A host of Scandinavian authors have taken America by storm, and Theorin deserves to take his place among the best of them. "The Darkest Room" combines a number of elements seamlessly: police procedural, ghost story, murder mystery, and family drama. Theorin's gloomy and detailed description of the forbidding atmosphere at Eel Point foreshadows impending disaster. In good weather, Eel Point is a marvel of nature at her most beautiful, but the winters are brutal, and ferocious blizzards have been known to bear down on Oland with little warning. Snow and ice play a significant role in this narrative. Among Theorin's most intriguing characters are Joakim, a devoted father and loving husband who finds himself in a situation that he cannot control or understand; Tilda, a smart and self-confident woman who wants to prove that she can do her job as well as any man; Karine's mother, Mirja, a hard-drinking and self-indulgent individual who has little time for her family; and Gerlof, the voice of reason, whose wisdom and objectivity prove to be invaluable. Lovers of intricate psychological thrillers will be mesmerized by this chilling novel, which has an electrifying conclusion that few will see coming.
4 of 4 people found the following review helpful
One of the best Scandinavian mystery writers todayApril 4 2010
Cathy G. Cole
- Published on Amazon.com
Schoolteacher Joakim Westin has finally tied up all loose ends and has made the move from Stockholm to join his wife Katrine and their two small children in their new home on Eel Point on the island of Öland. Katrine has made great strides in remodeling the large home while Joakim was in Stockholm, and he's looking forward to joining with her to finish it up.
One day Joakim comes home to discover that Katrine has drowned in shallow water near Eel Point's twin lighthouses. Although the police proclaim it an accident, Tilda Davidsson, a cop new to the area, isn't convinced and conducts her own investigation in her free time. And while a burglary ring breaks into summer homes and Tilda quietly gathers information, the grieving Joakim and his children feel that Katrine is somehow still with them.
Once again the setting is Öland, an island that the author is very familiar with, having spent many childhood summers there. Theorin's family, sailors and farmers, has lived on the island for generations. His physical knowledge of the area has combined with the stories and the history of the place to make wonderfully atmospheric books. The Darkest Room, in many ways, is even more atmospheric and horripilating than his first book, Echoes From the Dead, which I also loved.
A thin thread links this second book to the first, since Tilda Davidsson is the great niece of Gerlof Davidsson who played such a large role in Echoes From the Dead. Joakim Westin grieves so much for his wife that it's not always certain whether what he's seeing and hearing is really there. The three burglars are unpredictable, and that increases the sense of unease. And then Theorin weaves in the stories and histories of Eel Point from several generations. Each story explains a bit more. Each history illuminates another small dusty corner.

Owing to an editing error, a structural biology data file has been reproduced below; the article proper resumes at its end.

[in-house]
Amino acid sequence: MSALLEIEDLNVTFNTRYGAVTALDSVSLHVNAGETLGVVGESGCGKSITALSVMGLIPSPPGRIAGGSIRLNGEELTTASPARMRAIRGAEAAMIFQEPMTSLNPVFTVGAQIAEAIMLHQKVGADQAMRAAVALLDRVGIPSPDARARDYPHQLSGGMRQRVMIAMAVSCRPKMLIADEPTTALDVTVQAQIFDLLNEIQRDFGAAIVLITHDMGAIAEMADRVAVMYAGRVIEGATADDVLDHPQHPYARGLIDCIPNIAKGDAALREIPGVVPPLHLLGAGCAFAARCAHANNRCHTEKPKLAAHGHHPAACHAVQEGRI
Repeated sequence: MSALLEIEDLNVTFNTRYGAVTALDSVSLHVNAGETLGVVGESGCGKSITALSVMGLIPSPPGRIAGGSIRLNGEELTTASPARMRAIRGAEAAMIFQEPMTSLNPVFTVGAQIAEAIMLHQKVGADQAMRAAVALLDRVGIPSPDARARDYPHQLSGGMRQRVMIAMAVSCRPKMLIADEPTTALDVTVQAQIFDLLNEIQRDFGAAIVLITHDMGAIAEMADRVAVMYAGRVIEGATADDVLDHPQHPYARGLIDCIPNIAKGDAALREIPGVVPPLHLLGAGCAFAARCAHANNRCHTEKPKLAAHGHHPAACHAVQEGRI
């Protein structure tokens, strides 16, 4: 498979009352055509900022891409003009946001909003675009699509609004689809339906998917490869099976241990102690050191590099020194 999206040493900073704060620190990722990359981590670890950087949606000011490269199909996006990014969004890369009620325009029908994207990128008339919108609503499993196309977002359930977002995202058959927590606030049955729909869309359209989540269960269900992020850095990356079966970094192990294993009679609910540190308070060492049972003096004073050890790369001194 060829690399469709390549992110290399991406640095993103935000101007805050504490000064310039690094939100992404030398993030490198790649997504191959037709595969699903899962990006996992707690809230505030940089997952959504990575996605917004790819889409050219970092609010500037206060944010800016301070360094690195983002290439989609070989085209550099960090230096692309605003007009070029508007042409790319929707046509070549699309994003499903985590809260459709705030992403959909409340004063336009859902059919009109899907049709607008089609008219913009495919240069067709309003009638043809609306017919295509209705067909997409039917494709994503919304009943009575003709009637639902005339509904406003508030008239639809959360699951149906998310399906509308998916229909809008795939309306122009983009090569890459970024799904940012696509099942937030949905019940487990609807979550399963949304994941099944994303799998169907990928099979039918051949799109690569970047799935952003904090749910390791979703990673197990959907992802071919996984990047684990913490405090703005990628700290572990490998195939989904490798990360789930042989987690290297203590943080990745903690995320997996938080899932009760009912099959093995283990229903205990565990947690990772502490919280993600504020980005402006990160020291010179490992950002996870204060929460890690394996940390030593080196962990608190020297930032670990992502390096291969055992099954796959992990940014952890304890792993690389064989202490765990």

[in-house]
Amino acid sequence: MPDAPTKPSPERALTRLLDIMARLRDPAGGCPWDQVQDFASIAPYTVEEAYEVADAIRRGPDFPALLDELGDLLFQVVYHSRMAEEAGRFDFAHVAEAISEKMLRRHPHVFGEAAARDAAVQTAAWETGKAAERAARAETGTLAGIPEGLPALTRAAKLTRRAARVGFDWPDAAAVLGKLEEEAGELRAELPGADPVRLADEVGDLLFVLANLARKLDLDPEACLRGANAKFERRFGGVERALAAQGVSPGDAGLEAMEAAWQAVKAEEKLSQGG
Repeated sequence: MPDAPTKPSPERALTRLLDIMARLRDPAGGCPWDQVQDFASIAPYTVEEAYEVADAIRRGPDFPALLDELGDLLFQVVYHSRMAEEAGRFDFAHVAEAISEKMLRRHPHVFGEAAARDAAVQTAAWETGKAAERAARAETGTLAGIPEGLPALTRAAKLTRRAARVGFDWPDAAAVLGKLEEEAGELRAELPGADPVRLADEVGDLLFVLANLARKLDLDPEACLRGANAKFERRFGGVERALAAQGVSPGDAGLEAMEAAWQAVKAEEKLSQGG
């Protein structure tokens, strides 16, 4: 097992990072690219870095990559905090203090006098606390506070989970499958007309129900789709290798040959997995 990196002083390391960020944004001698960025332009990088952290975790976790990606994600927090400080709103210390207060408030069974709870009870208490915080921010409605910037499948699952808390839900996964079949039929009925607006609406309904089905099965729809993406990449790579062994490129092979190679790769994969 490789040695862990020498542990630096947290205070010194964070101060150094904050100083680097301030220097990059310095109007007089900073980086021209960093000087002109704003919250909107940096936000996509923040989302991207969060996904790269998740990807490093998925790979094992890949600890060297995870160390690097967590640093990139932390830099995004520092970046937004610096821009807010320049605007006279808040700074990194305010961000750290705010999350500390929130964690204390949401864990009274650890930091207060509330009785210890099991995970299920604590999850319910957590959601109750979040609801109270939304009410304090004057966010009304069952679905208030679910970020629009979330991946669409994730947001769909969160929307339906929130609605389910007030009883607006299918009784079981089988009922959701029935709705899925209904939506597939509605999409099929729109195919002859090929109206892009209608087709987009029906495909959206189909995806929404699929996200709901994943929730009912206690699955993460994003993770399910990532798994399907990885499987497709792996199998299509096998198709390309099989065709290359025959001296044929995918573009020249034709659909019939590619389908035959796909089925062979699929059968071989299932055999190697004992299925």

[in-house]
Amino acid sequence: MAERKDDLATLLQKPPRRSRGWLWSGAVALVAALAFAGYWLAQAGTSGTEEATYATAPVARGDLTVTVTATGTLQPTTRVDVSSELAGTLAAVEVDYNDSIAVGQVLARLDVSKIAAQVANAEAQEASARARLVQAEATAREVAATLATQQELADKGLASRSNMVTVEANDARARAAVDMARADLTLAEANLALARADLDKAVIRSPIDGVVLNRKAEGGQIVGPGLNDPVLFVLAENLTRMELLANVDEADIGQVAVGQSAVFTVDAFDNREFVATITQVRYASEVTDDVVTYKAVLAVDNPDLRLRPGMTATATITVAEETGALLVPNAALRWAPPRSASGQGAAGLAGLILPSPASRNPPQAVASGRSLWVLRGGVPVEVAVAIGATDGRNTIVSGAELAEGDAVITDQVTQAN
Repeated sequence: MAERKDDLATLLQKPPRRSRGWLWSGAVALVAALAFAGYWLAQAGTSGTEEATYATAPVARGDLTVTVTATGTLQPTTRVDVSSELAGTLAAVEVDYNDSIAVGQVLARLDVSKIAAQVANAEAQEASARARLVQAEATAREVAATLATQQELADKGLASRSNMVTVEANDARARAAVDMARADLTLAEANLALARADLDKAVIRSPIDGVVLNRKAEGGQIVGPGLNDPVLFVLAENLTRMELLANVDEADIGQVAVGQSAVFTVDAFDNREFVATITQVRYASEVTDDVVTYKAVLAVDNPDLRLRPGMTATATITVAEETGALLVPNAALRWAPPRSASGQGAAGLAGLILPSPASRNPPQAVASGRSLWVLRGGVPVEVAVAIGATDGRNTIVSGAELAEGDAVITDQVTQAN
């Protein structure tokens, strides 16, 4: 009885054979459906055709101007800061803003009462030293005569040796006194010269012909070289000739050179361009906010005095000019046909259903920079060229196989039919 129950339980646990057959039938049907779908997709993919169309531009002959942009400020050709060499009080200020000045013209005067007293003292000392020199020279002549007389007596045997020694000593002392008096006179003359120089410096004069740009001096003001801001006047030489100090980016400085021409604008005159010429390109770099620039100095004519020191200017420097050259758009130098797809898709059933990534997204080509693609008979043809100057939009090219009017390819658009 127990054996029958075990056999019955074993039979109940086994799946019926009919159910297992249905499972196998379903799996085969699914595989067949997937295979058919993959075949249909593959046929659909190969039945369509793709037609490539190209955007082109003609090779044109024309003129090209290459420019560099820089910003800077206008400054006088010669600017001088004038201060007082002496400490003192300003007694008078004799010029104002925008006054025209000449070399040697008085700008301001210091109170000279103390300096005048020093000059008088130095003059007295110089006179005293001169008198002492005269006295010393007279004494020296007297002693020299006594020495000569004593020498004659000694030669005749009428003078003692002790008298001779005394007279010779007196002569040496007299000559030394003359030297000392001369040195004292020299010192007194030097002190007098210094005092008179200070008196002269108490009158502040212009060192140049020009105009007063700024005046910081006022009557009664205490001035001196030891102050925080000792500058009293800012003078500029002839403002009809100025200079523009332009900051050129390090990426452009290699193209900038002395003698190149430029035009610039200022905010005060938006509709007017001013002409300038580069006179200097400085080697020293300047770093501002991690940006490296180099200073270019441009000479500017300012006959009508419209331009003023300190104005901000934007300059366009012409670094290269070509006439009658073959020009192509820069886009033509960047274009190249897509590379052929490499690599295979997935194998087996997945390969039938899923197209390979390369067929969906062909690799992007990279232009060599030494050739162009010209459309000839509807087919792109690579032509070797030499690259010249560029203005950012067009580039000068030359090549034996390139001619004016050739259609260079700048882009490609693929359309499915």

"A house built with timber that dying sailors had clung to in despair before the sea took them-- should my mother and I have known better than to move in there at the end of the 1950s? Should you and your family really have moved there thirty-five years later, Katrine?"
If you don't believe in spirits or places that are haunted by their histories, you may very well undergo a sea change while reading The Darkest Room. Within the space of two superbly crafted books, Johan Theorin has become one of my favorite writers.
Now if I'd just stop sitting here looking over my shoulder....
4 of 5 people found the following review helpful
Patches On The CorneaApril 14 2010
- Published on Amazon.com
Format: Kindle Edition
So, this is one of those cold, dark Scandinavian thrillers that seem to be all the rage since Smilia's Sense of Snow took the English-reading world by, ahem, storm. I bought it to have fun and to test the Kindle format once again. I have no complaints about the Kindle here, and the book was fun, without the literary pretensions - which fall flat on their face in the snow - of the Smilia book.
The book is essentially a series of mysteries nested around one central murder/mystery complemented by a series of unreliable narratives nested around one reliable one - which I challenge anyone to guess correctly before the last five pages! Even then, it would be simply that, a guess, since the clues that lead to the culprit aren't revealed until the culprit is revealed. As has been noted, the book is wonderfully atmospheric: twin lighthouses, those short Scandinavian Winter days, historical flashbacks and, of course, that ever so mysterious room.
In many ways, as regards the "ghosts" or the "supernatural" here, I was reminded several times whilst reading the book of Henry James's The Turn of The Screw, which is only a ghost story if you already believe in ghosts. To quote from a bit of dialogue here:
"Gerlof shook his head. `I neither believe nor don't believe,' he said. `I do collect ghost stories, but not in order to prove anything. And of course there are so many theories about ghosts...that they are part of the framework of old houses, or electromagnetic radiation.'
`Or just patches on the cornea,' said Joakim."
Throughout the book, anything in any way ghostly is always attributable to something in the physical world, which is eerie enough as it is. It's up to the reader to decide if he/she wants to go further - though the last sentences of the book wrap things up with a nice poetic turn:
"That's what we all will be one day. Memories and ghosts."
In conclusion, a fun, well-penned read that will keep the most inveterate mystery readers guessing until the final turn of the page.